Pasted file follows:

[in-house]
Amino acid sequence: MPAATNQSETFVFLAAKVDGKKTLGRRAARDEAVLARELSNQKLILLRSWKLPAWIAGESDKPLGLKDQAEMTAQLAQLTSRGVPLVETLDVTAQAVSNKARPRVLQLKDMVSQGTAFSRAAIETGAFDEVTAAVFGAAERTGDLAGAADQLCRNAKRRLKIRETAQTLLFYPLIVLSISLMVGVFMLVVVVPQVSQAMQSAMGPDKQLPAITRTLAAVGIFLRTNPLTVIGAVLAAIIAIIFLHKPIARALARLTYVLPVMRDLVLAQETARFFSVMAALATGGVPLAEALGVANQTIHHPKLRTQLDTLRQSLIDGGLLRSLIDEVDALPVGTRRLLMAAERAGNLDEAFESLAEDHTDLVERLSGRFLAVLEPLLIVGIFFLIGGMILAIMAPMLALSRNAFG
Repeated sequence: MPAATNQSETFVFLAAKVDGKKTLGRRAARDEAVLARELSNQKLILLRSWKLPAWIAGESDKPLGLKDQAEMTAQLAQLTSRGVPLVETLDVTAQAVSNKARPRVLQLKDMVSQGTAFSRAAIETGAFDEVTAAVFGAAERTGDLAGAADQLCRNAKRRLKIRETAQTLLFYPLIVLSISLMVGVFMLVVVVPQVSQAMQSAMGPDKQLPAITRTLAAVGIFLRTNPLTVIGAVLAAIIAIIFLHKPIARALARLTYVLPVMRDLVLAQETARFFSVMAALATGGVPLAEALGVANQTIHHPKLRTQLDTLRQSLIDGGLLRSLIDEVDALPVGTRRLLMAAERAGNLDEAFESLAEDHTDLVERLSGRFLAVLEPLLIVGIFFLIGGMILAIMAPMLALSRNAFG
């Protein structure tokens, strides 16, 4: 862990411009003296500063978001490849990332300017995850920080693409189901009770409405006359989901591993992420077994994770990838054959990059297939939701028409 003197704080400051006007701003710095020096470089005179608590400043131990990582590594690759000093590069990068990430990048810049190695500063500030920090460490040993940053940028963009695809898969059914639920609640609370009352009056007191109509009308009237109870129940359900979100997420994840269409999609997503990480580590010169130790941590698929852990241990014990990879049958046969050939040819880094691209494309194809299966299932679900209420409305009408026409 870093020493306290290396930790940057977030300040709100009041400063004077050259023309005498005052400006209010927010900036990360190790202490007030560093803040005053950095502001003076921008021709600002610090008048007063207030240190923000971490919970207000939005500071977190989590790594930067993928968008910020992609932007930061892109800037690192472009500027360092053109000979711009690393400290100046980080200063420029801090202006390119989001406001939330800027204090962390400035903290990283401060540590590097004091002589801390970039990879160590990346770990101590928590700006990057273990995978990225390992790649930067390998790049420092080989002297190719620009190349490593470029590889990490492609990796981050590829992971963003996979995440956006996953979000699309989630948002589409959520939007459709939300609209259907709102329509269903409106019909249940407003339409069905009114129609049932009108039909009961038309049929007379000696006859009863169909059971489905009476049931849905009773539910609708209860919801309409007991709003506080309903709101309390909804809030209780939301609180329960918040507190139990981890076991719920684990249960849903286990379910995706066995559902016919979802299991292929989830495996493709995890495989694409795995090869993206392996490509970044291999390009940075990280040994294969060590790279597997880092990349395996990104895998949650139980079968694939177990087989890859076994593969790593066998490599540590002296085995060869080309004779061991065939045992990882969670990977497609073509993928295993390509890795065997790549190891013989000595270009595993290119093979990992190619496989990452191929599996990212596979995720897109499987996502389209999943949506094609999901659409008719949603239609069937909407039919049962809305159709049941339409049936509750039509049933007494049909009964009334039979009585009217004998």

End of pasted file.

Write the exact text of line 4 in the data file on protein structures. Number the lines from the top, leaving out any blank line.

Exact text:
């Protein structure tokens, strides 16, 4: 862990411009003296500063978001490849990332300017995850920080693409189901009770409405006359989901591993992420077994994770990838054959990059297939939701028409 003197704080400051006007701003710095020096470089005179608590400043131990990582590594690759000093590069990068990430990048810049190695500063500030920090460490040993940053940028963009695809898969059914639920609640609370009352009056007191109509009308009237109870129940359900979100997420994840269409999609997503990480580590010169130790941590698929852990241990014990990879049958046969050939040819880094691209494309194809299966299932679900209420409305009408026409 870093020493306290290396930790940057977030300040709100009041400063004077050259023309005498005052400006209010927010900036990360190790202490007030560093803040005053950095502001003076921008021709600002610090008048007063207030240190923000971490919970207000939005500071977190989590790594930067993928968008910020992609932007930061892109800037690192472009500027360092053109000979711009690393400290100046980080200063420029801090202006390119989001406001939330800027204090962390400035903290990283401060540590590097004091002589801390970039990879160590990346770990101590928590700006990057273990995978990225390992790649930067390998790049420092080989002297190719620009190349490593470029590889990490492609990796981050590829992971963003996979995440956006996953979000699309989630948002589409959520939007459709939300609209259907709102329509269903409106019909249940407003339409069905009114129609049932009108039909009961038309049929007379000696006859009863169909059971489905009476049931849905009773539910609708209860919801309409007991709003506080309903709101309390909804809030209780939301609180329960918040507190139990981890076991719920684990249960849903286990379910995706066995559902016919979802299991292929989830495996493709995890495989694409795995090869993206392996490509970044291999390009940075990280040994294969060590790279597997880092990349395996990104895998949650139980079968694939177990087989890859076994593969790593066998490599540590002296085995060869080309004779061991065939045992990882969670990977497609073509993928295993390509890795065997790549190891013989000595270009595993290119093979990992190619496989990452191929599996990212596979995720897109499987996502389209999943949506094609999901659409008719949603239609069937909407039919049962809305159709049941339409049936509750039509049933007494049909009964009334039979009585009217004998």